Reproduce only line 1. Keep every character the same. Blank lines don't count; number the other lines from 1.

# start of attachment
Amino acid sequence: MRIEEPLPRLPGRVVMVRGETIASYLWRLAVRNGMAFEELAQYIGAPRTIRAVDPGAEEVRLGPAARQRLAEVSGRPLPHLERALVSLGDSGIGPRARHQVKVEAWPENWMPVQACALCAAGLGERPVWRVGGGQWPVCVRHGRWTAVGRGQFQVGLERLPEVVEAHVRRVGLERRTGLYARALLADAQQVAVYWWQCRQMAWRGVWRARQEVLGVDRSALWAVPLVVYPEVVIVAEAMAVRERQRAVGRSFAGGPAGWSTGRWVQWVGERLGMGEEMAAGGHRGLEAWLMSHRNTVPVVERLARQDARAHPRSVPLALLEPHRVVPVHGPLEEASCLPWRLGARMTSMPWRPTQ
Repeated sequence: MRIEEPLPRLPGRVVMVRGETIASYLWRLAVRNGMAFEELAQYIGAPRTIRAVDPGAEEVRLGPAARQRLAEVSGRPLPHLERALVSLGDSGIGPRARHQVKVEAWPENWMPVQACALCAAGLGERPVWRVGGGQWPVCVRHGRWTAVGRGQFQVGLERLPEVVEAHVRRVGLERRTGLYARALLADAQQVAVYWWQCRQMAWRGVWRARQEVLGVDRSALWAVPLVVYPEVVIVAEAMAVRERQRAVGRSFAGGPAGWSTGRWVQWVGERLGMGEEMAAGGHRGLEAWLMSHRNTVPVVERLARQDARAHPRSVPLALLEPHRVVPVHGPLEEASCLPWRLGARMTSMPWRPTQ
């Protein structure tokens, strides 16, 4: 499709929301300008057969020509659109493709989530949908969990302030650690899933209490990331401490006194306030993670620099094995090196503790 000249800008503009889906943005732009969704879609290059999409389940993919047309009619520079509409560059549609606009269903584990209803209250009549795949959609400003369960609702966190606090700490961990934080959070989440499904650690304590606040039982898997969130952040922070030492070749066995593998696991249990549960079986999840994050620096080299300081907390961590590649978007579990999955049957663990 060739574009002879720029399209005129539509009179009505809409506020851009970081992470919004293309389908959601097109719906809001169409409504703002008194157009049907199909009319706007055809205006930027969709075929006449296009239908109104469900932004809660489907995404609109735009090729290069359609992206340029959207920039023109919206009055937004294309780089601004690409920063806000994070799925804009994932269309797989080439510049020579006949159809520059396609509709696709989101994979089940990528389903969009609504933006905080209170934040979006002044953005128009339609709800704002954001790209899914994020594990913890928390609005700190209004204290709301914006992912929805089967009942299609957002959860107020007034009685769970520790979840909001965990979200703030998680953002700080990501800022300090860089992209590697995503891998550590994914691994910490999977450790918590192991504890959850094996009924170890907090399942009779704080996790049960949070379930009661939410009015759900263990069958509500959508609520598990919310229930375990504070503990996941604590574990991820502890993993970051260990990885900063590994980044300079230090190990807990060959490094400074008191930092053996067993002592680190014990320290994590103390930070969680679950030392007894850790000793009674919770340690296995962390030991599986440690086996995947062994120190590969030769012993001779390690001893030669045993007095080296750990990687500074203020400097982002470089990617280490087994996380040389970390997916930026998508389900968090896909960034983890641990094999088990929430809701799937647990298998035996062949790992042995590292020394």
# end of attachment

Amino acid sequence: MRIEEPLPRLPGRVVMVRGETIASYLWRLAVRNGMAFEELAQYIGAPRTIRAVDPGAEEVRLGPAARQRLAEVSGRPLPHLERALVSLGDSGIGPRARHQVKVEAWPENWMPVQACALCAAGLGERPVWRVGGGQWPVCVRHGRWTAVGRGQFQVGLERLPEVVEAHVRRVGLERRTGLYARALLADAQQVAVYWWQCRQMAWRGVWRARQEVLGVDRSALWAVPLVVYPEVVIVAEAMAVRERQRAVGRSFAGGPAGWSTGRWVQWVGERLGMGEEMAAGGHRGLEAWLMSHRNTVPVVERLARQDARAHPRSVPLALLEPHRVVPVHGPLEEASCLPWRLGARMTSMPWRPTQ